After nine months of social distancing, mask-wearing, nasal swabs, and quarantining, it seems like hope is finally on the horizon.
Yes, there is a record number of new cases and deaths out there particularly in the US and Europe as well as South America, Japan, and India, not to mention a more infectious strain of the virus that’s emerged in the UK. But for the first time since the onset of this pandemic, a clear exit has appeared.
In the early days of the novel coronavirus pandemic, it was hard to envision a viable vaccine rolling out before the end of the year. But this month, two promising coronavirus vaccines became available, and people everywhere are wondering what their arrival spells for the resumption of normal life, including travel.
Most travellers say a proven vaccine will make them feel safe enough to hit the road again, according to a survey by the travel insurance provider Allianz. But vaccines will not just change the way people feel about travelling they could completely alter the entire travel experience.
There is no doubt that ongoing COVID-19 testing before departure and on arrival and potential immunity passports could reshape the travel industry.
If you have ever travelled to parts of the world such as West Africa or East Africa, you are likely familiar with the yellow fever card.
You get the card after taking the vaccine, which protects against the viral infection. The yellow fever card can be attached to your passport and shown upon arriving at your destination. Many of these countries, including Ghana, require proof of a yellow fever vaccine and will not allow you to enter the country without it.
Experts said the same process would likely apply to so-called health or immunity passports.
This would be a form of proof that we have taken the coronavirus vaccine, and it could roll out as soon as the vaccine will be made available. When the vaccine will be made available here in Australia, after vaccinations we should all be provided a vaccination card that tells us key facts about the inoculation, including the date we have received it as well as the type of vaccine received, and this may play into a health passport ultimately used for travel.
In late November, the International Air Transport Association (IATA) announced it was developing the IATA Travel Pass, a digital health pass that will include a traveller’s test and vaccination certificates. A standardized health pass of some sort will likely prove to be necessary, given that travellers have already found ways to defeat testing by faking negative COVID-19 results.
It is safe to assume that any standardized proof of vaccination, like a vaccine card, would have to be as per the International Health Regulations and would happen with debate and engagement with member states.
Each country will likely set its own parameters, but with international travel, some airlines might require it, and some countries might require it.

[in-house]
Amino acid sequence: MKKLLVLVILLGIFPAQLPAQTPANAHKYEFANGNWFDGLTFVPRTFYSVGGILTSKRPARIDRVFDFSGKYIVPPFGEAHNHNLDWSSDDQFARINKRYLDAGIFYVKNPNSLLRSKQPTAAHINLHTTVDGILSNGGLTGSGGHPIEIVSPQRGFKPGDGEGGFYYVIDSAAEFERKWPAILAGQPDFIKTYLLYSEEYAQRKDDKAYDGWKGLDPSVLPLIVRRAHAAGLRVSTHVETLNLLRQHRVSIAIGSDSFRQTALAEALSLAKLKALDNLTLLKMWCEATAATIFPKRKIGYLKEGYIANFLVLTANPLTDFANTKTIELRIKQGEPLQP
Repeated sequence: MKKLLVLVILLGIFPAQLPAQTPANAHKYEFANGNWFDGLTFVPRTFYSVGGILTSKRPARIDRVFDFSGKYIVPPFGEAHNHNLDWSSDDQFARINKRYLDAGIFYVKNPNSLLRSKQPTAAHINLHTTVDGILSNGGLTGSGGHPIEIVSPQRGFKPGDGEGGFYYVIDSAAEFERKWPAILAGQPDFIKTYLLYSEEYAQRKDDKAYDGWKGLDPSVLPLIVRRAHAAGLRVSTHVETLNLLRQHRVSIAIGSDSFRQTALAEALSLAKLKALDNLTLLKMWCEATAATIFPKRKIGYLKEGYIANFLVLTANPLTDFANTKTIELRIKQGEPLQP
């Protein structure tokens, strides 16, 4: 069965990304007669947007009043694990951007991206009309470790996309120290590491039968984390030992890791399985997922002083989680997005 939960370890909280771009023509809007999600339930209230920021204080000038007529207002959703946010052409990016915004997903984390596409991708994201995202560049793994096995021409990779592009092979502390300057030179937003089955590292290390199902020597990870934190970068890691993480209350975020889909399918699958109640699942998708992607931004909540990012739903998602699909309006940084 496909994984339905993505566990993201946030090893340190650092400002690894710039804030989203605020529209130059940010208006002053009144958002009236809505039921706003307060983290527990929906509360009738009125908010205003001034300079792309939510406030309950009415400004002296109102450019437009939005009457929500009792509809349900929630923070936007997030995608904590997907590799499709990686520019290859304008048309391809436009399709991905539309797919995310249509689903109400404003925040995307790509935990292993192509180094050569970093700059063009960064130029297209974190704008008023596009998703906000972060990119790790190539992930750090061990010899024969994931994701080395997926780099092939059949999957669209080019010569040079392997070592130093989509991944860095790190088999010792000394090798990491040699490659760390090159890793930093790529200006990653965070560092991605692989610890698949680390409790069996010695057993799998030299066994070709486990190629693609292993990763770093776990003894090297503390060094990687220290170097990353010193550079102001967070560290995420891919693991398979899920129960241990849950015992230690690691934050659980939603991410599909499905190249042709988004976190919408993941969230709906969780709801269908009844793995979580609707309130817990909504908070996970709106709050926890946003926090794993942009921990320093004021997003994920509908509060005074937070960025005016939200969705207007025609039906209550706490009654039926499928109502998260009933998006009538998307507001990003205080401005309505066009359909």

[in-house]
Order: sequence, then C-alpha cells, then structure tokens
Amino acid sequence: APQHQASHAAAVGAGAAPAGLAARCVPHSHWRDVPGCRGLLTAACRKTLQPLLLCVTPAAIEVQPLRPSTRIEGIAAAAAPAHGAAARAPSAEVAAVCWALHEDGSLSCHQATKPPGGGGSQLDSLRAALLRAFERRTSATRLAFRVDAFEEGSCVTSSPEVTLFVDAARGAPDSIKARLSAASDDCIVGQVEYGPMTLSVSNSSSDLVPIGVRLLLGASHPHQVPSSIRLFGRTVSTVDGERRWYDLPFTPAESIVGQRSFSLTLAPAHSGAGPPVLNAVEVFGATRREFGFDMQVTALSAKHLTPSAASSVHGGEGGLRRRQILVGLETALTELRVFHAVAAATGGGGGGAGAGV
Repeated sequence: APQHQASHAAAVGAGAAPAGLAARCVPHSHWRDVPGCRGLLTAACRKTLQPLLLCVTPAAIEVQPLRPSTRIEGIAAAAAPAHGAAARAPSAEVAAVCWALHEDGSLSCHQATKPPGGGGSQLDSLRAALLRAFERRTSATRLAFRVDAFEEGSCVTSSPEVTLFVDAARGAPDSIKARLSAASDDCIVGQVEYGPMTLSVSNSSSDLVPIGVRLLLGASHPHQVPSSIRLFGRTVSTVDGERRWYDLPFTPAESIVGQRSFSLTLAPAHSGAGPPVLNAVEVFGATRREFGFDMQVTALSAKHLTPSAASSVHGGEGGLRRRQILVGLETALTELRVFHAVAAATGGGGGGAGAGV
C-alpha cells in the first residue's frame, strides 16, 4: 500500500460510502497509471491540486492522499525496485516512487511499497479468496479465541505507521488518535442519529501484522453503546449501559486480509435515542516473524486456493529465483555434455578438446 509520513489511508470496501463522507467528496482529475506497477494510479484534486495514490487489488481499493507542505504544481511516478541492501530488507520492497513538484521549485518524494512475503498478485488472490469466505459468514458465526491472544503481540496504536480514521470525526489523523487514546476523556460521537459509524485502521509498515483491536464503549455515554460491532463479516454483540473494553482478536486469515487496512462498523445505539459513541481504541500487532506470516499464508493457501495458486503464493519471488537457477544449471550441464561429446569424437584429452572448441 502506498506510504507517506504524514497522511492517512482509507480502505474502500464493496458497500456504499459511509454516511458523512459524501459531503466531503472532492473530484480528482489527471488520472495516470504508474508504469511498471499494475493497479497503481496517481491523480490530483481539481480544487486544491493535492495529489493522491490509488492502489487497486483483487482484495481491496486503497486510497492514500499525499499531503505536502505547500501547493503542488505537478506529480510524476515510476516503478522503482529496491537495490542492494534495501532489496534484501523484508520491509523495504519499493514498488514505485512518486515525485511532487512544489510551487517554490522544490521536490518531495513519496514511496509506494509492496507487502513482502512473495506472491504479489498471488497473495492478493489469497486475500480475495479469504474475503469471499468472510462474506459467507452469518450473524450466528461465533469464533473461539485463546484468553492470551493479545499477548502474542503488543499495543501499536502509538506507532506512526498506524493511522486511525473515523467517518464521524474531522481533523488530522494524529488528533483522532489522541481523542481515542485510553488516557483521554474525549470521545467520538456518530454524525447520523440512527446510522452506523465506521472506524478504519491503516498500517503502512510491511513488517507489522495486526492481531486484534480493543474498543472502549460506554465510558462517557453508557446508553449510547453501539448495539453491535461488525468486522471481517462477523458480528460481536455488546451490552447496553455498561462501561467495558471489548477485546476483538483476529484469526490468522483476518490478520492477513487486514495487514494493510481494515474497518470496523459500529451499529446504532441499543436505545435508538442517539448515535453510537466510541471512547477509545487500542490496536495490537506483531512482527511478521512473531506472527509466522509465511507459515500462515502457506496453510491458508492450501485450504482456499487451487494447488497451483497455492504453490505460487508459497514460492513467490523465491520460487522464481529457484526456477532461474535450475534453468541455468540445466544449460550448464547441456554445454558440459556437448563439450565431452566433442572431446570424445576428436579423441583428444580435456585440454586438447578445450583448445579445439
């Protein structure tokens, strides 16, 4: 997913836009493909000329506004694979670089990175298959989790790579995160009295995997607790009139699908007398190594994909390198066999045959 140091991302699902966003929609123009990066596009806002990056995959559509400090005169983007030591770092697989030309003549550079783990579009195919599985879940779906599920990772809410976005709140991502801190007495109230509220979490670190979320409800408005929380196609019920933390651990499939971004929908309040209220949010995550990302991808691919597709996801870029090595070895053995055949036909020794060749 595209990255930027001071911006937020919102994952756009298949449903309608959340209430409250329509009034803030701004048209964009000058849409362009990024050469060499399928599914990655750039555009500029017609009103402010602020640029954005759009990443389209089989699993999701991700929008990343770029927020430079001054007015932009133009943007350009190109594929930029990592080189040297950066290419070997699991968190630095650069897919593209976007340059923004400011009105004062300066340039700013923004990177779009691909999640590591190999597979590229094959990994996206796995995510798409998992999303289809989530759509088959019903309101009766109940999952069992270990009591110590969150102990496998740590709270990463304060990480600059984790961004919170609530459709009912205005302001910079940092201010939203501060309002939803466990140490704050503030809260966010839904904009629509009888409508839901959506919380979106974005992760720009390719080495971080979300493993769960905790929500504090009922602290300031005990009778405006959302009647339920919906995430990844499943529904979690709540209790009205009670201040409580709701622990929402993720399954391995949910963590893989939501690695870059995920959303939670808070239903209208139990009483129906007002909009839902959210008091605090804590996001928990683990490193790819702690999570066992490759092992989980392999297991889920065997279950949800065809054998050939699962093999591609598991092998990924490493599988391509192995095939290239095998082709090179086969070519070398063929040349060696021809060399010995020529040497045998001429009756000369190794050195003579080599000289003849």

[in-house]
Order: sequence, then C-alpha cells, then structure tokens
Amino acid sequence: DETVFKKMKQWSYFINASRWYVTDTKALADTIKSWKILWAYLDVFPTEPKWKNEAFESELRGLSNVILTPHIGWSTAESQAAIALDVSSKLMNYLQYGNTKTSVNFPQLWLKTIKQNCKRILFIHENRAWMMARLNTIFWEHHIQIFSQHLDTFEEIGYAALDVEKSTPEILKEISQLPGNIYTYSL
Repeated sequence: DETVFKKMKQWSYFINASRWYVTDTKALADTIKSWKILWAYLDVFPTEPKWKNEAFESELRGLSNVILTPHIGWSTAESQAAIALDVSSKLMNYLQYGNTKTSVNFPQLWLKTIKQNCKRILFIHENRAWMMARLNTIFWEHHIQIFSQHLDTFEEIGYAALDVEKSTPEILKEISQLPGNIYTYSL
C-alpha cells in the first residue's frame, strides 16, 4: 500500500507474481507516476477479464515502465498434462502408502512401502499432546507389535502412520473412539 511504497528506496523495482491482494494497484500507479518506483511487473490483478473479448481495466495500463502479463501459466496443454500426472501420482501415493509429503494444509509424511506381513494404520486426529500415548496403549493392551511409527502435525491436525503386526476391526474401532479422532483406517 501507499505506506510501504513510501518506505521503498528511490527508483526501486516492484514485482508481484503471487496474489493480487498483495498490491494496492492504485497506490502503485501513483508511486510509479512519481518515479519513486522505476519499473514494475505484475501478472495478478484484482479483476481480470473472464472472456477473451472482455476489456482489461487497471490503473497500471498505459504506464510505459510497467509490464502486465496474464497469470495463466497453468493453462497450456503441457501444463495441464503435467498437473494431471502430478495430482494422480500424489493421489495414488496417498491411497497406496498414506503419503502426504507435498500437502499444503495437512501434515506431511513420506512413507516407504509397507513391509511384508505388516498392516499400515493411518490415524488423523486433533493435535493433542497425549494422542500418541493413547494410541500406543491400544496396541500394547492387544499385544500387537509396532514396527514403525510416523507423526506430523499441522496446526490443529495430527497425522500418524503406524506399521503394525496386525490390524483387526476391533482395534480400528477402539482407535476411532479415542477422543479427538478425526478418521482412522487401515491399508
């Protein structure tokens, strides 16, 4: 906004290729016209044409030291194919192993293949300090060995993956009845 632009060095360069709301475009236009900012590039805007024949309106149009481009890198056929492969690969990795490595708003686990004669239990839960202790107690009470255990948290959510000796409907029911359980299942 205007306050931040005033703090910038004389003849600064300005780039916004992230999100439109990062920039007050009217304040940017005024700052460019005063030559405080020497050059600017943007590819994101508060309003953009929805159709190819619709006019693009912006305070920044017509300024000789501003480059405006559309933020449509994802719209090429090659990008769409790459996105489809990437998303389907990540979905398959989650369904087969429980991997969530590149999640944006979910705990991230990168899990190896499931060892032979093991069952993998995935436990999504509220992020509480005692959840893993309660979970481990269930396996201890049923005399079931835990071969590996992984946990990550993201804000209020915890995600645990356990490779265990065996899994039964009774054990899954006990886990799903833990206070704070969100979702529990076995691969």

Qantas was the first airline that announced this path in November when Alan Joyce announced that Qantas was looking into changing its terms and conditions to require international travellers to be vaccinated against the virus.
Several countries have also kicked around the idea of an “immunity passport,” which would essentially allow you to skip quarantine if you can show proof that you have already had COVID-19. Some countries heavily reliant on tourism will be considering this model.
But experts say the model comes with significant risks because of the virus’s unpredictability.
Health passports, or a COVID-19 vaccine requirement, could go a long way toward giving travellers more peace of mind when heading abroad. The vaccine is going to have a major impact on restarting travel from the perspective that will drive consumer confidence.
What travel might look like after a vaccine? If you think you can ditch your mask and skip the line for a coronavirus test for your first post-vaccine vacation, think again. Travel experts are saying that masks, enhanced cleaning policies, social distancing and pre-travel testing are likely part of the “new normal” for some time, even with a vaccine making the rounds.
And the stakes are high. While the airline industry maintained that the likelihood of catching COVID-19 on a flight was slim, convincing travellers might prove to be a challenge.
For this reason, the heightened focus on cleanliness is likely to continue even after most travellers have been vaccinated.
The Airline Passenger Experience Association (APEX), one of the largest international airline associations, said carriers would continue to make changes like blocking middle seats as needed after the vaccine becomes prevalent. But flexibility at least for the time being and an emphasis on safety are likely to be prioritized for much longer.
News of a vaccine with a reportedly 95% efficacy rate which will be available in Australia in March 2021, will no doubt bring excitement to the travel industry and hopefully an increase in bookings even if they are domestic bookings.
But we all know getting a vaccine may not be a fast or simple process. The vaccine for the general population is estimated to be made available by the 4th quarter of 2021 and hopefully, the rollout to the public will not have any logistical complications.
That is partly because the Pfizer vaccine, which requires two doses, needs to be stored in special refrigerators, which smaller may not be available everywhere.
There is still a lot of work to be done before airlines of destinations can require travellers to pack their immunity passport or vaccination card, though it’s quite likely those will play a role in the travel industry one day. Until then, travellers should expect COVID-19 tests, enhanced sanitation programs and face masks to be a consistent part of the travel experience.
Written by Joe Cusmano